14 August 2014

Why Is Facebook Lying To Page Owners?

Even I'm getting over my anti-Facebook tirade at the moment, having recently called them out on manipulating people's emotions and their great bait and switch on marketers. But they continue to grind my gears, and this time it's as a page owner.

For those of you who run small pages, you'll be familiar with these notifications that pop up regularly suggesting a post is "performing better than X% of other posts". 


These are just a few I've received through my hockey club's Facebook page recently. 

They are incredibly annoying, there's no way to turn them off and one of the above I received a notification for seven times. But what I'm most interested in, is where this data comes from. What metrics is it based off, and over what time period? Facebook doesn't provide any information that I could find, so I thought I'd see how accurate the figures were.

Without a date range or set of metrics, I have to make some assumptions. Facebook only allows me to review post data from April 2014 onwards (I'm not sure why), so that becomes my data set. And the three metrics I review are commonly reported on; unique reach, unique users engaged and engagement rate.

The first notification says that specific post performed better than 95% of other posts on the page. Of the 55 posts published at the time, that means it has to be in the top two. But upon analysis, it doesn't come close, ranking 18th instead for reach, users engaged and engagement rate.

The second post would have to rank 15th or higher out of the 62 posts published at the time. Again not close at 48th for reach, 47th for engaged users and 37th for engagement rate.

The third post is a little better, also requiring a rank of 15th or higher out of 75 posts. It achieves this for reach (11th) and engaged users (12th), but not engagement rate (20th).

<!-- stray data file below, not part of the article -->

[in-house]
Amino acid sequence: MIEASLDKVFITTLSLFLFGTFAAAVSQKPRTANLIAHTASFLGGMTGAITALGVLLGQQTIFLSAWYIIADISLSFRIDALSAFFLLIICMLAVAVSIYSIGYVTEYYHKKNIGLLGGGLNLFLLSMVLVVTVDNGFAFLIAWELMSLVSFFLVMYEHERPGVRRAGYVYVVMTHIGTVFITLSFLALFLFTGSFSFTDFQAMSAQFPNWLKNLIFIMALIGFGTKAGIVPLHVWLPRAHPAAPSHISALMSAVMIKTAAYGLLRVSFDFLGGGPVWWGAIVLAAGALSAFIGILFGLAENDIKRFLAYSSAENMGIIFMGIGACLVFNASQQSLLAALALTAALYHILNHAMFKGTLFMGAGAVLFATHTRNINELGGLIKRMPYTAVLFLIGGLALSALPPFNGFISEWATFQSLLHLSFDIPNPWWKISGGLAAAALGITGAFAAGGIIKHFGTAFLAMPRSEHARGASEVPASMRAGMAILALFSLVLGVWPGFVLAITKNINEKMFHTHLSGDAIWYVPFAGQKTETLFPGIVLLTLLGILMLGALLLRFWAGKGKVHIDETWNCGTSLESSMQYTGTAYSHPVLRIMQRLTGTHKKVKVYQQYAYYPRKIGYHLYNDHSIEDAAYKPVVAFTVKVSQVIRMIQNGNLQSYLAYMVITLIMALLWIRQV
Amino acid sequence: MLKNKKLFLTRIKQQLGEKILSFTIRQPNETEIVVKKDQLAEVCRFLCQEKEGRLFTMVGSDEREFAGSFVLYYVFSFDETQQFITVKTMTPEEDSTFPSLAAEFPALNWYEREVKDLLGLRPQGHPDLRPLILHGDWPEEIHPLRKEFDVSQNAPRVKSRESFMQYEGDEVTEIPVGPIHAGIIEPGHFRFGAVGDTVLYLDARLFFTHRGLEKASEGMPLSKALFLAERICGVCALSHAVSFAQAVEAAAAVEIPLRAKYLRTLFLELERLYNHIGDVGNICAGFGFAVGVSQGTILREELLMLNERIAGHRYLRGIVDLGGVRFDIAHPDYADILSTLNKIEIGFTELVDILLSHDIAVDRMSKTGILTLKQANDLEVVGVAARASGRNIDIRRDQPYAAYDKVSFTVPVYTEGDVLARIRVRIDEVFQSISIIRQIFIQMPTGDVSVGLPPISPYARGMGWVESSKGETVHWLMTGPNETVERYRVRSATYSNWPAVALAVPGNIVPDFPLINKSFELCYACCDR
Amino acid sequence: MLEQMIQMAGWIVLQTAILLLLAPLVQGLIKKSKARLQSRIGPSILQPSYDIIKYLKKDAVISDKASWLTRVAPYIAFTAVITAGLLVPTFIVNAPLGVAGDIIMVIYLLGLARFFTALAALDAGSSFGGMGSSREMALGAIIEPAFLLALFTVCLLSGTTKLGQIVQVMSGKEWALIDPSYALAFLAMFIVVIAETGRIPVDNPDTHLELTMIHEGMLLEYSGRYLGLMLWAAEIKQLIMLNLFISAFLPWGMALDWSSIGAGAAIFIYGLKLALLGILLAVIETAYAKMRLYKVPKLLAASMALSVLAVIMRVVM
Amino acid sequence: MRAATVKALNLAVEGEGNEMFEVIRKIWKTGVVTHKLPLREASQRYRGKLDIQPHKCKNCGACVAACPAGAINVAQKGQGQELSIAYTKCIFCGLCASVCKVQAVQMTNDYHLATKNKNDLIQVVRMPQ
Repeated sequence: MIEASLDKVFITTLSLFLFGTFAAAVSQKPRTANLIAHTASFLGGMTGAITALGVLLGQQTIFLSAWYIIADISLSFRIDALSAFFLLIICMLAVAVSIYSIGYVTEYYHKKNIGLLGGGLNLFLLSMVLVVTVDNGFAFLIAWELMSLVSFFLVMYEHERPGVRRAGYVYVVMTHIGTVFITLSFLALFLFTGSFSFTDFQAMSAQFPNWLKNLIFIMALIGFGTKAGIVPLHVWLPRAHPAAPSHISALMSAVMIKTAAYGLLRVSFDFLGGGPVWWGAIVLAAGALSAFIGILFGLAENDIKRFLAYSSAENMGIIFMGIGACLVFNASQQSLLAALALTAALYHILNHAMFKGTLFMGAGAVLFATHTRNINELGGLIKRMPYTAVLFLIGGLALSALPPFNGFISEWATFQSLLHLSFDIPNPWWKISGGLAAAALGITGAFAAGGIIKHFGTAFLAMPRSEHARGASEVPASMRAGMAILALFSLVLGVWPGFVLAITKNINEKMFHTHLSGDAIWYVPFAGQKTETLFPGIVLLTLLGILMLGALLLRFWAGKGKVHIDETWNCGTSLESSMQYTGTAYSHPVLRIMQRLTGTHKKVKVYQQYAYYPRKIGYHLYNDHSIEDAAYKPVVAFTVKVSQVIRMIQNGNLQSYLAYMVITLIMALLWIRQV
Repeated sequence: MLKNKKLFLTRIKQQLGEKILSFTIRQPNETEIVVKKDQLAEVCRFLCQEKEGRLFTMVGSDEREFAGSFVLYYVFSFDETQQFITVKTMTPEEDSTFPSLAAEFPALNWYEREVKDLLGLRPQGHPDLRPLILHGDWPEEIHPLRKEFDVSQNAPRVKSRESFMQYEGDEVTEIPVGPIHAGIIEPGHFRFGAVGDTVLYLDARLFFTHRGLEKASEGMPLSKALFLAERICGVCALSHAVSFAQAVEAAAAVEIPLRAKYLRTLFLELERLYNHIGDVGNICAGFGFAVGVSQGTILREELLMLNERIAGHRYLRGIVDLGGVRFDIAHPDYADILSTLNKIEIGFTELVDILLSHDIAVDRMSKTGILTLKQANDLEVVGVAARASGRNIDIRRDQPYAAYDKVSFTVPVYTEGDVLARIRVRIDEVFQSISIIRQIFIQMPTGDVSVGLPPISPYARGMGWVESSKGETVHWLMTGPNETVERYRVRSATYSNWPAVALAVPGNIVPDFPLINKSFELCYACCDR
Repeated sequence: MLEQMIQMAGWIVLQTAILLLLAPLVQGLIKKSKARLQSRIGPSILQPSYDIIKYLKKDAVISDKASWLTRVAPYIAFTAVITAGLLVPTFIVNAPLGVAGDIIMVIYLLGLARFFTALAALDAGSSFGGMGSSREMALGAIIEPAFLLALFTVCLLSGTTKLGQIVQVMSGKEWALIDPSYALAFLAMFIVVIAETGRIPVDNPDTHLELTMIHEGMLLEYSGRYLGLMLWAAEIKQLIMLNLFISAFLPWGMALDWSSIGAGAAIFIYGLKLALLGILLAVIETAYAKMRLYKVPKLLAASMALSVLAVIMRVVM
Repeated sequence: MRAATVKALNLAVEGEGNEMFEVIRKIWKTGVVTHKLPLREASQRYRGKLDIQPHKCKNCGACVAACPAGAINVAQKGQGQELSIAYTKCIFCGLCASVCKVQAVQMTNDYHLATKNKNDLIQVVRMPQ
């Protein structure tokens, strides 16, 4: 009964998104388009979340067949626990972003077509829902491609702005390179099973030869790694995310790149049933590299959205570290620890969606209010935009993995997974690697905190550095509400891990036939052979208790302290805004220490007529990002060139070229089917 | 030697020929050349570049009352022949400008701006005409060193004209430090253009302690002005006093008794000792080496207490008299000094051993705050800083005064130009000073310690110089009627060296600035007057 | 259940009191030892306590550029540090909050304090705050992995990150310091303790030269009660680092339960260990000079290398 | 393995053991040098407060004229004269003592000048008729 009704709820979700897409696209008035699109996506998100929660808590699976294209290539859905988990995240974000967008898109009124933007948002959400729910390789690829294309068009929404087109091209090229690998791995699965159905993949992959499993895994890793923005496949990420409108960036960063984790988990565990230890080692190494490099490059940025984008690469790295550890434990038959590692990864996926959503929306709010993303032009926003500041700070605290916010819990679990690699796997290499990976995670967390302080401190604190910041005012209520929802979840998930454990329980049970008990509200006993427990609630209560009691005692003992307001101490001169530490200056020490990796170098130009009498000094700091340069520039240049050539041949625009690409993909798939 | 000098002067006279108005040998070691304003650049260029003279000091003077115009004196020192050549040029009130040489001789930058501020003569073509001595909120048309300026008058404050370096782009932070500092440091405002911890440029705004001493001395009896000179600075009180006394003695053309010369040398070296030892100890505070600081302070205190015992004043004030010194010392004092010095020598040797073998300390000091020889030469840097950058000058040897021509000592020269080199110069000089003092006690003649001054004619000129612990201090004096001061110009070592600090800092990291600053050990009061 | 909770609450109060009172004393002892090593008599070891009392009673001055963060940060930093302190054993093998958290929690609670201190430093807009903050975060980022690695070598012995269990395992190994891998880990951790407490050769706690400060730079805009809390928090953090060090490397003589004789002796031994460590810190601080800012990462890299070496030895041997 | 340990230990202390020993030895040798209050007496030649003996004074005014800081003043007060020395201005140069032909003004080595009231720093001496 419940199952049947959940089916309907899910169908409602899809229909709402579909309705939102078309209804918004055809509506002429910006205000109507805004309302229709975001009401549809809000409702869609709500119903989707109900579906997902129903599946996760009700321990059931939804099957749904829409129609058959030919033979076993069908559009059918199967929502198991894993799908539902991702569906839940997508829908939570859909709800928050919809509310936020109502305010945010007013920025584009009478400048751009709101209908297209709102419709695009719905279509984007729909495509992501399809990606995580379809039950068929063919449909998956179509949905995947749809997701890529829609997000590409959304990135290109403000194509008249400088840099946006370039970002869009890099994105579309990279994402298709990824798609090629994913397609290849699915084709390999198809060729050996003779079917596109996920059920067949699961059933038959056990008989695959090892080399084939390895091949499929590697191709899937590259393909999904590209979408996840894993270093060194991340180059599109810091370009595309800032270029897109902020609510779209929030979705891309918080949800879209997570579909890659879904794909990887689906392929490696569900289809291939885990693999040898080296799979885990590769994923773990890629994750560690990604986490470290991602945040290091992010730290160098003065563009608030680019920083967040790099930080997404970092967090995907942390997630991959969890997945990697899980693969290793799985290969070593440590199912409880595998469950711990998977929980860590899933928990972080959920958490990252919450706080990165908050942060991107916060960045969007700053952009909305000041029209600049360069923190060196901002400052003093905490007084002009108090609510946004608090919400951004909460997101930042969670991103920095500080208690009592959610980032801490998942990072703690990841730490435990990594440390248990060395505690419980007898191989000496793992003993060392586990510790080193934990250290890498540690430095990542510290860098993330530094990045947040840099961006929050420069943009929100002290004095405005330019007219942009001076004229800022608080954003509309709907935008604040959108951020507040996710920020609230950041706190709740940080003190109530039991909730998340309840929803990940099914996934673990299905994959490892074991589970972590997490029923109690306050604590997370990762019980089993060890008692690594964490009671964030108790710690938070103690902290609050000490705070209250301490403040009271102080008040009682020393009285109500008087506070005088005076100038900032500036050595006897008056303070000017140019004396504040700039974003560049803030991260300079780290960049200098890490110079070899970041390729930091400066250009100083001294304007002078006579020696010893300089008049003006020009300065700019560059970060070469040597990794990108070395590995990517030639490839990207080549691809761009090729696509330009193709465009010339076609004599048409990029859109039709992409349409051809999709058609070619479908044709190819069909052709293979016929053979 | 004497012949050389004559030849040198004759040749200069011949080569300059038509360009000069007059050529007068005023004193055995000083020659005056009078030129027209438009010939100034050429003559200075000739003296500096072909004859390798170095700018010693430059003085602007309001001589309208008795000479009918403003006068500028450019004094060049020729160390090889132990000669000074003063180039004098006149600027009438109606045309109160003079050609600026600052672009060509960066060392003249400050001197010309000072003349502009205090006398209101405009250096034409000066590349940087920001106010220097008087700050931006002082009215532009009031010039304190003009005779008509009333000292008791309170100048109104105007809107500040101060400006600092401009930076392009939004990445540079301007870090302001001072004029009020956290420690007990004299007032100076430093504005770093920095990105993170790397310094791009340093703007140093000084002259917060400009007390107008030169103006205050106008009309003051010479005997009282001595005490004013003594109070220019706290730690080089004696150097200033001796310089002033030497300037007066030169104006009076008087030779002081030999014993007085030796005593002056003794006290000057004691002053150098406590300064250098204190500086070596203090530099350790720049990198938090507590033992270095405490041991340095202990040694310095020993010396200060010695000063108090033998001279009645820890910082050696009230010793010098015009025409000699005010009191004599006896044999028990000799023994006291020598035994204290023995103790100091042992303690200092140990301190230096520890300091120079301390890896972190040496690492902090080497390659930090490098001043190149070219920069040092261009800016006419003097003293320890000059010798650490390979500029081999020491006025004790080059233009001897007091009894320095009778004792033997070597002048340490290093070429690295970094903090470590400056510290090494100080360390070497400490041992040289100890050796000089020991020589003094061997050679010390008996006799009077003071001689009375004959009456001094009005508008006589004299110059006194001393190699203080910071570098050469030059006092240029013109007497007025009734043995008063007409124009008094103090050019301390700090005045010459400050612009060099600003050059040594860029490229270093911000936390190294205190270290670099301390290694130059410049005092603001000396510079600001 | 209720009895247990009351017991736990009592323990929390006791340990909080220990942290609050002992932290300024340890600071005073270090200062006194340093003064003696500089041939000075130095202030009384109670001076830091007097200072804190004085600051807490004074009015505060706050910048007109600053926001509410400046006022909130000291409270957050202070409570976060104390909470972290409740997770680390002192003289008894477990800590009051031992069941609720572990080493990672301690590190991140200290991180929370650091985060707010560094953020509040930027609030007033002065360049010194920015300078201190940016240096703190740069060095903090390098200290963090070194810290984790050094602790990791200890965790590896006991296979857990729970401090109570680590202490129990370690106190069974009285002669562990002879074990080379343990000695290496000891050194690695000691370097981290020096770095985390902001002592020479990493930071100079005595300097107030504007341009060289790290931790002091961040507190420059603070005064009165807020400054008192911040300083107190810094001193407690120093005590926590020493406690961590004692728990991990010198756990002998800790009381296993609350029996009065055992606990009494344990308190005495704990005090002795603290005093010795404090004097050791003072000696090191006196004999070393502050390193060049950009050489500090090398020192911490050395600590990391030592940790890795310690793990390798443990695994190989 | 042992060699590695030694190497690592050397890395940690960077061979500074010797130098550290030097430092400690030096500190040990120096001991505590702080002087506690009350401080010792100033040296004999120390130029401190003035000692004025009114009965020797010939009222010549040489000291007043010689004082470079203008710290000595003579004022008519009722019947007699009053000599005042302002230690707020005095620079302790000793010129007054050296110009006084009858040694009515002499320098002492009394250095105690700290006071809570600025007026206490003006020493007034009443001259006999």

Happy to be corrected, but even this simplistic analysis tells us that Facebook is lying to page owners.

I'm sure it has nothing to do with the fact that each notification encourages you to spend money on promoting the post.

04 August 2014

Why Jesse Eisenberg Will Make A Great Lex Luthor

Mark Zuckerberg, Jesse Eisenberg & Lex Luthor
Facebook seem to be doing a bang up job of pissing people off at the moment.

I've previously blogged about how they've burned marketers with their great bait and switch. And just this week they've upset plenty of users (myself included), announcing that messaging will be completely removed from the Facebook app.

But the biggest concern is how Facebook manipulated the News Feeds of 700,000 users to determine if negative stories would impact a user's emotional state. Not surprisingly, they do.

With all that in mind, I can't help but feel the casting of Jesse Eisenberg as Lex Luthor in the upcoming Batman v Superman film to be highly appropriate.

The evil geniuses and super villains of today wouldn't be old men looking to take over the world. Instead, they'd be young kids who made their fortunes in tech start ups. And despite pissing people off along the whole journey, they'll still hold the power to manipulate the emotional state of over one billion people.

So it does seems fitting to cast the guy who played Mark Zuckerberg in The Social Network. He'll just need to shave his head.
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